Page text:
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Drug Advertisements-Do They Really Help Our Children?

Updated on June 24, 2017

Drug Advertising

On the website http://www.methproject.org/ads/tv/ many videos serve as drug advertisements against meth. The videos depict terrible things as they show what can happen when a person is doing meth. Below is an analysis of one of the advertisements called “Mother.”

Anyone who watches these meth advertisements could get something out of them, but the advertisement is mainly targeting adolescents. It starts out showing pictures of the son, John, when he was younger and with his mother. This is showing that things have not always been this way for them. John says that he and his mom have always been close. He starts going through her purse desperately for money and when she comes in; he knocks her to the floor and runs out while she is screaming for him not to leave. The main aspects focused on here are how meth changes things and what it does to people. The purpose is to show adolescents that meth use is dangerous and not worth it.

The tempo of the advertisement starts out slow when it is showing how things used to be. When John is shown, however, the advertisement turns to upbeat and quick. The camera angles switch rapidly. It seems as if this is trying to portray the mind of the meth user. His mind is racing and the person watching can get a sense of what that is like from watching the thirty second advertisement. In the advertisement, John is portrayed as sick. The director uses makeup to show John as pale. His eyes are sunken in and his face is broken out. The images tell the story of drug addiction through desperation. John is desperate when he is looking for cash, but his mother is also desperate when she is trying to get him to stay.

Why Do Drugs?

A person could start experimenting with illegal drugs for a number of reasons. The first one that comes to mind is peer pressure. This is common at any age, but adolescents fare worse for this because of their vulnerability. They see their friends experimenting with illegal drugs and though they know it is wrong, they try it anyway for fear of being made fun of. Another factor that can contribute is mental state. People who are depressed, wanting to rebel, emotionally unstable, thrill seeking, etc. would be more likely to experiment with illegal drugs.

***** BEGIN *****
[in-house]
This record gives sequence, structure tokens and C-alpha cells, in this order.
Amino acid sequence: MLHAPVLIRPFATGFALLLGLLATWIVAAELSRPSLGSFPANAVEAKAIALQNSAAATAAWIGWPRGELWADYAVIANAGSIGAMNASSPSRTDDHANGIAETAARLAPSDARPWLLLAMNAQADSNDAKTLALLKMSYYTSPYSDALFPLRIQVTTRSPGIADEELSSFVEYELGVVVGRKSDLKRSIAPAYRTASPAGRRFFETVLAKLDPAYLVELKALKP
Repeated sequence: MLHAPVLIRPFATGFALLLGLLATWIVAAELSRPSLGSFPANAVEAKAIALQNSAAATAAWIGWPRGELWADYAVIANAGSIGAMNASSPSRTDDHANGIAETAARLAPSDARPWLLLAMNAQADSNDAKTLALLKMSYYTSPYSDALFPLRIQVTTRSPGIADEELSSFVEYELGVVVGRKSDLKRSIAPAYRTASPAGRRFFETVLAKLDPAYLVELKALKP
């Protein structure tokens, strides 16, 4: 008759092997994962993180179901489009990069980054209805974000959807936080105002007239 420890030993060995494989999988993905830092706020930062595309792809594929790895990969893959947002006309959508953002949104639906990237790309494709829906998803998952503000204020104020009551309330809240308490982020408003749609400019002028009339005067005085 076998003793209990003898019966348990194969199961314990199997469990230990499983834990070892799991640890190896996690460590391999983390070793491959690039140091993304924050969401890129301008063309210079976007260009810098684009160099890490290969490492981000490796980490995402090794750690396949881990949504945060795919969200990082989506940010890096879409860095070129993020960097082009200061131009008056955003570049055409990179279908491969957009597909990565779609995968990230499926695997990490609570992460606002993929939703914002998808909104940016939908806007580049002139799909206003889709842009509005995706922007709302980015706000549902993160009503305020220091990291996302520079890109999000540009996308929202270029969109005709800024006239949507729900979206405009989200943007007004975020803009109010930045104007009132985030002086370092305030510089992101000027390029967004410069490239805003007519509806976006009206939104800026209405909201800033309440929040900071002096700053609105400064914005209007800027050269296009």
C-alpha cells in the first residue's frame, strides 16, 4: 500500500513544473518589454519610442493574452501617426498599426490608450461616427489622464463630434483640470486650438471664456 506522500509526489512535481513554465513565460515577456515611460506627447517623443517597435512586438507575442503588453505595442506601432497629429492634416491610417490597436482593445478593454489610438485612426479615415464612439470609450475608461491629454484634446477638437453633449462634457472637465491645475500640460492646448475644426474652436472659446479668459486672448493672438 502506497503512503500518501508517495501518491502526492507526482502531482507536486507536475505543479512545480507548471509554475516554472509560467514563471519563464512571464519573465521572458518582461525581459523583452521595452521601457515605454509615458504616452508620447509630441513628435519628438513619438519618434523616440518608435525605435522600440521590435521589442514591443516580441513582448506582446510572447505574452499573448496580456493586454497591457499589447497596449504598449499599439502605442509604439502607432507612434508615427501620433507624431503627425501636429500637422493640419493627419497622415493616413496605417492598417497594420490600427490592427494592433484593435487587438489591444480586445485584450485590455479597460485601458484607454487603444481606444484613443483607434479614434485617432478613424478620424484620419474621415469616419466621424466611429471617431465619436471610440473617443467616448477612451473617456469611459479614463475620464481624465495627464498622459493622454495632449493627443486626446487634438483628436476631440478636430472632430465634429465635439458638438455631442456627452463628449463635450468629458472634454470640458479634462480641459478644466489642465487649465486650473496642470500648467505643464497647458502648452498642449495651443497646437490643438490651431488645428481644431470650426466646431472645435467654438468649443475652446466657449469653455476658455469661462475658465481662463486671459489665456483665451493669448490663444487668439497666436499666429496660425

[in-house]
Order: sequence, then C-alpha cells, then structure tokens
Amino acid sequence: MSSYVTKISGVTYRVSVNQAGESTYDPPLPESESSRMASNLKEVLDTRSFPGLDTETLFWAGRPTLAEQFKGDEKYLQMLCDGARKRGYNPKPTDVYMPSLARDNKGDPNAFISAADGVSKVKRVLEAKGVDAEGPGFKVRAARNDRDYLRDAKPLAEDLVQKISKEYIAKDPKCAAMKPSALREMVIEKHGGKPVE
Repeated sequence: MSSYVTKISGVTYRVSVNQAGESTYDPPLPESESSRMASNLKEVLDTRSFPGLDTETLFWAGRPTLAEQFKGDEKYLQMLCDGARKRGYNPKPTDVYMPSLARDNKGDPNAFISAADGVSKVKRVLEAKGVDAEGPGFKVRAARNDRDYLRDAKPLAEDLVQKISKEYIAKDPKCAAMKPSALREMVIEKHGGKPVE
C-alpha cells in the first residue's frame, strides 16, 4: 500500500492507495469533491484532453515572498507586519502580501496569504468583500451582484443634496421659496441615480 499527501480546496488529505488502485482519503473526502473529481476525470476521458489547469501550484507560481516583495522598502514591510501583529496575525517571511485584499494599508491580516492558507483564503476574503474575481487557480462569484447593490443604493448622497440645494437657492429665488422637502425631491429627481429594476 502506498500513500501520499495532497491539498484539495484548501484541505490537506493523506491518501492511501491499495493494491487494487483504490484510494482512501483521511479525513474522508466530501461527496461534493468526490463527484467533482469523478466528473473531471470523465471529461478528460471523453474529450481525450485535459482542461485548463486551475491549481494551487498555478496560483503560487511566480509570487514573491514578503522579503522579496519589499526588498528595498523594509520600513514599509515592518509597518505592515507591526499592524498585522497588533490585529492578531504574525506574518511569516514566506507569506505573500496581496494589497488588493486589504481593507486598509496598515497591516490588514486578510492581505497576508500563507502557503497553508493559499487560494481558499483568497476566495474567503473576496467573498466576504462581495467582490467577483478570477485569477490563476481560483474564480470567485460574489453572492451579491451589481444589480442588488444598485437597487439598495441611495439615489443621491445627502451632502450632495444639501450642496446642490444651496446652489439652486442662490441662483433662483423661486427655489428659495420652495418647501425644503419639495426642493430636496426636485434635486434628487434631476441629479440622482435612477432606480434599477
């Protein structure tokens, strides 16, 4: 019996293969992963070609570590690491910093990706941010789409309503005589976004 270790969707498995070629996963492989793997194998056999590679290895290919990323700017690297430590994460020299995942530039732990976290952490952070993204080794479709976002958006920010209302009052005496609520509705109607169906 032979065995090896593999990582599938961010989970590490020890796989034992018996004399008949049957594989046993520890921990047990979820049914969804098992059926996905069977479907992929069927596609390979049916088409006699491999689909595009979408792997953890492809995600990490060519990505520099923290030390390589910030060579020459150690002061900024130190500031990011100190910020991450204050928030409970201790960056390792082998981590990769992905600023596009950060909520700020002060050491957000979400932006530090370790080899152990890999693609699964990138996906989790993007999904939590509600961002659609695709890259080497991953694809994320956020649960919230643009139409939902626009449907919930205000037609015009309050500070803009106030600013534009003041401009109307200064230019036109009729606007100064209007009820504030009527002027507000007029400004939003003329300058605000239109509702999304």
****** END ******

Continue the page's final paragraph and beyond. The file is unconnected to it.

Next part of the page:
John Watson, the founder of behaviorism, believes that in order for advertising to be effective it must appeal to three emotions (Tartakovsky, 2011). Those emotions are fear, love, and rage (Tartakovsky, 2011). The ads appeal to love in the first few seconds when it shows the past or throughout the video while the main character is talking about how things used to be before meth. Fear and rage are two emotions that these advertisements appeal to deeply. They are frightening advertisements by the use of makeup and the tempo of the advertisement. In the mother video for instance, fear and rage are felt as soon as John starts going through his mother’s purse. They are felt most strong when John hits his mother to the floor and storms out while she is calling for him desperately.

I feel that these advertisements are effective. The advertisements are realistic and instead of shoving facts at adolescents, they show them the results of meth use. This is effective because teenagers do not like to be told what to do or be lectured. The advertisements do not come out and tell teenagers not to do meth or how bad it is, but rather let teenagers make their own inferences from watching. As mentioned earlier, though, these advertisements are effective for any ages. The videos are frightening and scary to see.

In all, the drug advertisements for meth abuse are effective. They do a great job at accomplishing what they set out to do, deter people, especially teenagers, from meth. In order to accomplish their goal, the advertisements use makeup, camera angles, tempo, lighting, and psychological tactics.

References

Meth Project Foundation. (2014). Meth Project Official Ad-Mother. Retrieved from http://www.methproject.org/ads/tv/mother.html

Tartakovsky, M. (2011). The Psychology of Advertising. Psych Central. from http://psychcentral.com/blog/archives/2011/02/15/the-psychology-of-advertising/

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